How a Singaporean farmer is building a better greenhouse for tropical urban farming

Ben Ang in his greenhouse, where he grows and tests plants.
Ben Ang in his greenhouse, where he grows and tests plants.
Image: Courtesy Natsuki's Garden
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For Ben Ang, founder of Natsuki’s Garden and also known as “Farmer Ben”, his experience as a horticulturist led to researching and designing his own greenhouse in a former schoolyard. Outdoor spaces in Singapore are being reused with small lots for individuals to experiment with growing their own produce. “A lot of protocols that have been developed for farming have been developed for temperate regions, places like the US and Europe, but it’s not tropical. I tweak methods, tailoring processes to our environment here,” explained Ang.

Ben Ang, founder of Natsuki's Garden, grows vegetables in his greenhouse.
Ben Ang, founder of Natsuki’s Garden, grows vegetables in his greenhouse.
Image: Courtesy Natsuki's Garden

In particular, Ang designed his greenhouse to have a V-shaped roof, allowing hot air to escape the sides. “Most greenhouses are a hoop shape with a high point in the middle, and that’s really good if you’re in a temperate place. You need to balance between keeping the greenhouse warm in the winter and cool in the summer. Well, our summer heat is basically year-round. So we have the chance to optimize the structure.”

Getting higher yields from the greenhouse

Better air circulation in the greenhouse also helps with production yields, allowing Ang to grow 60 to 80 kg of food per square meter on his own. “The greenhouse design allows me to feel I could work through the entire day and not feel the heat, whereas if I was in a typical greenhouse, I would try not to stay inside for more than ten minutes.”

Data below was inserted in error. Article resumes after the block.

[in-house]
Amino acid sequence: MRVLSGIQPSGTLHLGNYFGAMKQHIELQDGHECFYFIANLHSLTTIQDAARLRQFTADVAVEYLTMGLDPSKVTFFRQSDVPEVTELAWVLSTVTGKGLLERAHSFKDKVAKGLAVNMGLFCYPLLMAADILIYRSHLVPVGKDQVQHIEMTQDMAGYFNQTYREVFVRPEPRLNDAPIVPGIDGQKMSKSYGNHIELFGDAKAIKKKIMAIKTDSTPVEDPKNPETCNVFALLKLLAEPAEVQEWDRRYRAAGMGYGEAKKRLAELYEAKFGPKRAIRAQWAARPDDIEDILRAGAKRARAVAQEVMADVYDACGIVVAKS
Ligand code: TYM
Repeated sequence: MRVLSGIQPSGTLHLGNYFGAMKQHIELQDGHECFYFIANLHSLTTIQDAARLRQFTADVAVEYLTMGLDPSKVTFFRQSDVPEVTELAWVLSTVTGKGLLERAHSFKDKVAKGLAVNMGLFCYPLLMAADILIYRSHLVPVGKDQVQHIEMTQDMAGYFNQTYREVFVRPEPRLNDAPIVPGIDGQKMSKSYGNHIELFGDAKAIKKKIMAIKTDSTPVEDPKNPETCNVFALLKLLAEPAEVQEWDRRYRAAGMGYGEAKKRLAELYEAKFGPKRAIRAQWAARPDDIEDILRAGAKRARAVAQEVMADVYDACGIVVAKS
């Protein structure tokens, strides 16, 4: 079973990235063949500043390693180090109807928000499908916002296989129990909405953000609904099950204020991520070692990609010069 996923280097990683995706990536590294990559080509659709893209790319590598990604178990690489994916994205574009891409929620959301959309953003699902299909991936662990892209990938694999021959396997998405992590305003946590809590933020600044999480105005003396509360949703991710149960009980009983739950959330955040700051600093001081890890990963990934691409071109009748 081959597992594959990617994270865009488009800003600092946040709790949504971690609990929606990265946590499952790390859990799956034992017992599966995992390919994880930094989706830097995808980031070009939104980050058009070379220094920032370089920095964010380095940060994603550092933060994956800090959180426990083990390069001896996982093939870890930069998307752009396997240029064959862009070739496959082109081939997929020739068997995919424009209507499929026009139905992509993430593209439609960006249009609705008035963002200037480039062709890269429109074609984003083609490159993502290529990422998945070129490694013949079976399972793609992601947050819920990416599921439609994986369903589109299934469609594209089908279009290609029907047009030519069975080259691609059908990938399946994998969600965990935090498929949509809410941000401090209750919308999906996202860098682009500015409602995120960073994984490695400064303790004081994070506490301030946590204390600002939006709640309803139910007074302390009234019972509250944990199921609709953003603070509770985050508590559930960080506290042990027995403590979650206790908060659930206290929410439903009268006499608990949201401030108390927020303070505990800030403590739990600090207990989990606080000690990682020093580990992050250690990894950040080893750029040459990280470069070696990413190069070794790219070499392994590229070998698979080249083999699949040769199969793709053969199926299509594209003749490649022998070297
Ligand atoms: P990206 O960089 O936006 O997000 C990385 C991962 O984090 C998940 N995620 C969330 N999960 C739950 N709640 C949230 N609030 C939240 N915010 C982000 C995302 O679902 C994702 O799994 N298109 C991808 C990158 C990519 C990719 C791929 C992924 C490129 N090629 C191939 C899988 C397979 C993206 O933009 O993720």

Ang has one bed for large crops like cucumbers, tomatoes, peppers, and watermelon; a second bed for leafy greens, and a third bed filled with his custom potting mix to test new plants. “It’s a matter of growing the plants, seeing how they do, identifying the problems, and then tweaking the way that we grow them,” Ang explained. Ang hopes to produce enough to satisfy a small market, not enough for a supermarket but enough for 30-50 people per week.

The benefits of an urban farm near the city center

Orders are made online with pick-ups at the greenhouse. “We’re not in the middle of nowhere, we’re quite close to the city center,” Ang said. “It’s like a street vegetable market, but put into a building structure with more sanitary conditions. I believe that because of the virtue that we’re so close to the consumer, the quality is vastly superior to even some high-end places.”

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Produce from Natsuki’s Garden can be sold at a cheaper price than grocery stores, with more profit for Ang. “Some of these supermarkets, they would take your produce and sell it at $20 a kilo, but they would take about 50% of the profit. That just didn’t really make sense because I know I can get higher quality produce to the consumer, for a lower price, and I would still get a higher margin.”